The Art of Latin is Unique and Full of Local Flavor

Latin art as a field

In 2013 I used to be invited to talk on the state of Latin art history inside the academy at a workshop related to the Getty’s future Initiative Pacific standard Time: LA/LA.4 I oriented my comments toward the extraordinary growth of Latin art as a field over a twenty-year 129 Latin Art at the Intersection amount (1992–2012). I started with 1992 partially because the quincentennial gave rise to various vital exhibitions that generated new interest in Latin art. The analysis in preparation for my workshop comments was eye-opening. Simply put, the sphere of Latin American art has big quickly since the mid-1990s and nowadays features a secure place inside the discipline of art history.


Latin is Unique

The number of intellectual monographs attests to the present, as will the ever-growing variety of depository exhibitions dedicated to Latin art. It’s conjointly evident within the variety of regular field specialists in tenure-stream faculty positions in departments of arts at United States and Canadian faculties and universities. a vital indicator is that the growth within the variety of student dissertations completed within the last decade and particularly the extraordinary variety of student dissertations presently “in progress,” as listed on the web site of the faculty Art Association (CAA).5 The challenges of the academic job market however, this intellectual production heralds future growth of the sector of Latin arts. In terms of graduate studies in Latin art (pre-Columbian through modern/contemporary), there are currently some cardinal faculties and universities within the U.S.A. and Canada with field specialists.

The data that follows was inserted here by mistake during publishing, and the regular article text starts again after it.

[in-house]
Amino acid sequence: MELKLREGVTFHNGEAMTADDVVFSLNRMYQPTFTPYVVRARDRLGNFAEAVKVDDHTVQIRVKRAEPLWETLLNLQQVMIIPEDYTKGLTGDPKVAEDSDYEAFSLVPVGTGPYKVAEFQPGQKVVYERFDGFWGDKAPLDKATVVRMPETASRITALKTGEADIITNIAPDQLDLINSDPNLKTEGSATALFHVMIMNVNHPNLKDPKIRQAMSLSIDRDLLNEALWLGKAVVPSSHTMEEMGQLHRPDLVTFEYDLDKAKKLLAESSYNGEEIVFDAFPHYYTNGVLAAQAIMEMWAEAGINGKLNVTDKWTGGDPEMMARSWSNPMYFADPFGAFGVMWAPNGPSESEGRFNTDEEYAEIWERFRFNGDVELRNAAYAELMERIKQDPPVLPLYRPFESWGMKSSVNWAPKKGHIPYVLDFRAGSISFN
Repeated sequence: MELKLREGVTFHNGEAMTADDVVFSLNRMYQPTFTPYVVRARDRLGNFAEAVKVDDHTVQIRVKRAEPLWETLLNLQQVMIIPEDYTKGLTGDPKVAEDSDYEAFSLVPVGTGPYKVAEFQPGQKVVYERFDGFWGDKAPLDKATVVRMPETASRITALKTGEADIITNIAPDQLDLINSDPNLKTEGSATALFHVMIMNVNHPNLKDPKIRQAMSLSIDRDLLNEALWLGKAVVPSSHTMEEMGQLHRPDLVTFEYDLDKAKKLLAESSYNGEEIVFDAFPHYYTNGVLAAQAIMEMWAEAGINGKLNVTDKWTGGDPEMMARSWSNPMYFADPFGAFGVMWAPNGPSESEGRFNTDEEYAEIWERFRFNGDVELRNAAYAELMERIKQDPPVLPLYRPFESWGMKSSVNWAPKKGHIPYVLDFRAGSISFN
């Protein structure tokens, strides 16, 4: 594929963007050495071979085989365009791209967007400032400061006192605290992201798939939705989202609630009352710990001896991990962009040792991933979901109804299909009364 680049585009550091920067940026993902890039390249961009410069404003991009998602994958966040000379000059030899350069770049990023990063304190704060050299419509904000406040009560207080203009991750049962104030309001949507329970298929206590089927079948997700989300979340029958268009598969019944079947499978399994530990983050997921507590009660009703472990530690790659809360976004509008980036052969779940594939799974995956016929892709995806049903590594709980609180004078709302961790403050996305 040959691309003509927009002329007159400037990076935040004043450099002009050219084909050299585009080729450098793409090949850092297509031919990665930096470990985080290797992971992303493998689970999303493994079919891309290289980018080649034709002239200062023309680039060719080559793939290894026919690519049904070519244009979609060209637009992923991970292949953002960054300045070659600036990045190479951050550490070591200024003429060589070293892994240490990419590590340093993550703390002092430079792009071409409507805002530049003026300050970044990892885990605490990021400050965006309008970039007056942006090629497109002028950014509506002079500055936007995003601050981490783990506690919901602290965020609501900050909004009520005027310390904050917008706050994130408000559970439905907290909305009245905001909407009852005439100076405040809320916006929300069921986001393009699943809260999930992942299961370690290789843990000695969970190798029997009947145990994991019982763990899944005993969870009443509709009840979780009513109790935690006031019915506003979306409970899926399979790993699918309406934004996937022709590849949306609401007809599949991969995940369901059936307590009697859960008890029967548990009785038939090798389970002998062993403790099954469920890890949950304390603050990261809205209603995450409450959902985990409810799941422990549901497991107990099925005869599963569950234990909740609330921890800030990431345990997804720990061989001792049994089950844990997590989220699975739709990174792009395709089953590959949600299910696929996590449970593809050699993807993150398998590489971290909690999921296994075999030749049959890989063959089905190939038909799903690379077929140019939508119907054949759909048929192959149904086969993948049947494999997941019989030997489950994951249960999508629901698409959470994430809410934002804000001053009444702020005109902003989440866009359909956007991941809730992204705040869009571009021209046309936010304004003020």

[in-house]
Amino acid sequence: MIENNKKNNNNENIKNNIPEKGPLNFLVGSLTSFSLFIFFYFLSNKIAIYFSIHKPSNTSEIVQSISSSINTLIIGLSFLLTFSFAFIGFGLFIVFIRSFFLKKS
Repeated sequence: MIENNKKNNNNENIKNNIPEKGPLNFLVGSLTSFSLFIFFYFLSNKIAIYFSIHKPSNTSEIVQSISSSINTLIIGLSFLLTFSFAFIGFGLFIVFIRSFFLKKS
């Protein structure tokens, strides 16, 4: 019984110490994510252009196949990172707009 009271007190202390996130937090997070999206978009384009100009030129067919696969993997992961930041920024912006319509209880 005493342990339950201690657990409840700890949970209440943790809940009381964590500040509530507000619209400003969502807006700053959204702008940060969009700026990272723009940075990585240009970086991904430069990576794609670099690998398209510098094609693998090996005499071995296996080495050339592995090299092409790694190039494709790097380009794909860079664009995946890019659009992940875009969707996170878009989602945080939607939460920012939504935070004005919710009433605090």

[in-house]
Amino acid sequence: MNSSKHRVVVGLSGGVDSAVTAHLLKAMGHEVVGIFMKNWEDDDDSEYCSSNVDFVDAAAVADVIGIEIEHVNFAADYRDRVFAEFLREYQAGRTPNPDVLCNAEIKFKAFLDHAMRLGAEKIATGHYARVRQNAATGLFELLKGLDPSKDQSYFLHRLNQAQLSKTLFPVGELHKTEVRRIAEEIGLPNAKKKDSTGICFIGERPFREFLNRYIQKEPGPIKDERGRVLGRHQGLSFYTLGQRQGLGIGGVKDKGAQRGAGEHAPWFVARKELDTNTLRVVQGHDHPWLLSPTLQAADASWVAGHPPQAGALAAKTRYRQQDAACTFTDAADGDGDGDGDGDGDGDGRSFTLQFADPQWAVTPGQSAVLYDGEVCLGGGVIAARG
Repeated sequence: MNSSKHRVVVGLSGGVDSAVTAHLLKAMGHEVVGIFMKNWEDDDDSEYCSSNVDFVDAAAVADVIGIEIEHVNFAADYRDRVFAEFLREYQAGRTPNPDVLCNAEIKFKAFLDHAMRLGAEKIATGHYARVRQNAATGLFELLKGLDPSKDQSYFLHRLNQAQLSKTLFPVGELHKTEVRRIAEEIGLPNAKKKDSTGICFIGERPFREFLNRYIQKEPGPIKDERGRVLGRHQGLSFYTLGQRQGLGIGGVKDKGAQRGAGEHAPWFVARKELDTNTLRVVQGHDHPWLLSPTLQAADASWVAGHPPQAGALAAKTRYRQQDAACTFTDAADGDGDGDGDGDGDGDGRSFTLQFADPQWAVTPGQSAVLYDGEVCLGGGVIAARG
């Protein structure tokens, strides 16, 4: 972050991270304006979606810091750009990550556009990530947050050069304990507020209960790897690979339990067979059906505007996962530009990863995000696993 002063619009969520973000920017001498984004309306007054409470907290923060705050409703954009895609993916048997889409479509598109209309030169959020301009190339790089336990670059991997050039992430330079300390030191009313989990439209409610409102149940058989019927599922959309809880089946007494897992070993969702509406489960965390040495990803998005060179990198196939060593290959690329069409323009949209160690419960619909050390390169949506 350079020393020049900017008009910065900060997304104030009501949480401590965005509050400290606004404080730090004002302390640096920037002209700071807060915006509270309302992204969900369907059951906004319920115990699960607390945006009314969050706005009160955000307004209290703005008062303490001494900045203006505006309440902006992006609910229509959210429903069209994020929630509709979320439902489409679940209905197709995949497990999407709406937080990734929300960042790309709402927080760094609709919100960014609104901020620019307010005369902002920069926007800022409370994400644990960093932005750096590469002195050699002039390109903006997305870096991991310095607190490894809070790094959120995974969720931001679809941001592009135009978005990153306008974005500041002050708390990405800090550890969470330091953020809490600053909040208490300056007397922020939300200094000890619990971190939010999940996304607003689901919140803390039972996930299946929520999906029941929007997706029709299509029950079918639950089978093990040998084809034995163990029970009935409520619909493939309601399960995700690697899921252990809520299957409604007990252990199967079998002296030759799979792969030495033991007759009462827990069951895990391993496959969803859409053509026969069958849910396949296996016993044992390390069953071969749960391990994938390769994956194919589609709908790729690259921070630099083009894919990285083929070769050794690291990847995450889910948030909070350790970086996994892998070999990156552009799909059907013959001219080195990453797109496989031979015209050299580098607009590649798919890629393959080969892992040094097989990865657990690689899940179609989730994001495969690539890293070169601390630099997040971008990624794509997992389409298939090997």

Full of Local Flavor

A student wishing to pursue graduate study in Latin American art history has forty-nine doctoral programs and thirty master’s-only programs to apply to. In 1993, the year I applied to graduate school, there were approximately ten PhD programs in art history with specialists in the field: six in pre-Columbian or colonial, and four in modern Latin arts. In addition to these, an additional sixteen colleges have departments of art and/or art history with Latin American field specialists. The number and quality of recently minted PhDs in Latin American art history in the United States and Canada is astonishing.

According to the College Art Association’s online index of doctoral dissertations, in 2002–12 ninety-one doctoral dissertations were reported complete in the “Latin American/Caribbean Art” category.  It is noteworthy that in 2003 the CAA revised its subject area categories of art history and visual studies to include “Pre-Columbian Art” (which prior to 2003 had been grouped with “Native American,” even if the latter included modern and contemporary topics) and “Latin American/Caribbean Art” (which prior to 2003 had been subsumed under “Pre-1945 North and South American Art” and “Post-1945 World Art”). In the 1990s the category employed in the CAA’s Art Bulletin was “Post-1945 North, South and European Art,” and in the 1980s the category was either “Native American, Pre-Columbian 130 Zavala and Latin American Art” or “Pre-Columbian and Latin Art.” Occasionally dissertations on modern or contemporary Latin art are (and have been) reported under “Contemporary Art,” “Twentieth Century Art,” and “Performance Studies,” among other categories.

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